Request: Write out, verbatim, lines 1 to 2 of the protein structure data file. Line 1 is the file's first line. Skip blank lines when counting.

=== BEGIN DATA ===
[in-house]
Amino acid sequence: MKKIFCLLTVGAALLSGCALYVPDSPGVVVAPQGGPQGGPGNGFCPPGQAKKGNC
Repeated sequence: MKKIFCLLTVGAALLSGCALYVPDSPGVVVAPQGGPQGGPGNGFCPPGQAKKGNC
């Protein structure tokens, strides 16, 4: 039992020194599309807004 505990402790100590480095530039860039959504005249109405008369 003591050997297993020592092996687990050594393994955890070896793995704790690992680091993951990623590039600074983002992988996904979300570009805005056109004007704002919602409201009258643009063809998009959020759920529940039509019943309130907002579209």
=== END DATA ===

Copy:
[in-house]
Amino acid sequence: MKKIFCLLTVGAALLSGCALYVPDSPGVVVAPQGGPQGGPGNGFCPPGQAKKGNC